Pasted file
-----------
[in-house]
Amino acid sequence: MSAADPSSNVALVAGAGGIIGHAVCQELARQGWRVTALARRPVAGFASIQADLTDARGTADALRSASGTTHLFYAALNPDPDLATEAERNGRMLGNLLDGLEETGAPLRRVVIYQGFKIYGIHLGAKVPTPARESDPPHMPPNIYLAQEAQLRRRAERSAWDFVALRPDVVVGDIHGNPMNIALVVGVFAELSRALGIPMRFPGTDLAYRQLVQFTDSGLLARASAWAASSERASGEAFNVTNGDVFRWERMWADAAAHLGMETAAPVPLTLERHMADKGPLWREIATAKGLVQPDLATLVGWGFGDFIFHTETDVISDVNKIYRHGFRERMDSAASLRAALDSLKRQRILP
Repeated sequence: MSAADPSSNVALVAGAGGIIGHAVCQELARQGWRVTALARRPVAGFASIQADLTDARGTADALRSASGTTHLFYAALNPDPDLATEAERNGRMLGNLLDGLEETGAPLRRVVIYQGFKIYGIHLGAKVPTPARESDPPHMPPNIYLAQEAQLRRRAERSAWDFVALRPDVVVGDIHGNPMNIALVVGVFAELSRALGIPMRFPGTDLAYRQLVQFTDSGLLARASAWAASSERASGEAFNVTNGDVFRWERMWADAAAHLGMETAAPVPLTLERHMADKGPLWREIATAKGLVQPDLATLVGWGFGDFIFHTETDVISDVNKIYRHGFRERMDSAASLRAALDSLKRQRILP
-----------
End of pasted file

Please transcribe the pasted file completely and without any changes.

[in-house]
Amino acid sequence: MSAADPSSNVALVAGAGGIIGHAVCQELARQGWRVTALARRPVAGFASIQADLTDARGTADALRSASGTTHLFYAALNPDPDLATEAERNGRMLGNLLDGLEETGAPLRRVVIYQGFKIYGIHLGAKVPTPARESDPPHMPPNIYLAQEAQLRRRAERSAWDFVALRPDVVVGDIHGNPMNIALVVGVFAELSRALGIPMRFPGTDLAYRQLVQFTDSGLLARASAWAASSERASGEAFNVTNGDVFRWERMWADAAAHLGMETAAPVPLTLERHMADKGPLWREIATAKGLVQPDLATLVGWGFGDFIFHTETDVISDVNKIYRHGFRERMDSAASLRAALDSLKRQRILP
Repeated sequence: MSAADPSSNVALVAGAGGIIGHAVCQELARQGWRVTALARRPVAGFASIQADLTDARGTADALRSASGTTHLFYAALNPDPDLATEAERNGRMLGNLLDGLEETGAPLRRVVIYQGFKIYGIHLGAKVPTPARESDPPHMPPNIYLAQEAQLRRRAERSAWDFVALRPDVVVGDIHGNPMNIALVVGVFAELSRALGIPMRFPGTDLAYRQLVQFTDSGLLARASAWAASSERASGEAFNVTNGDVFRWERMWADAAAHLGMETAAPVPLTLERHMADKGPLWREIATAKGLVQPDLATLVGWGFGDFIFHTETDVISDVNKIYRHGFRERMDSAASLRAALDSLKRQRILP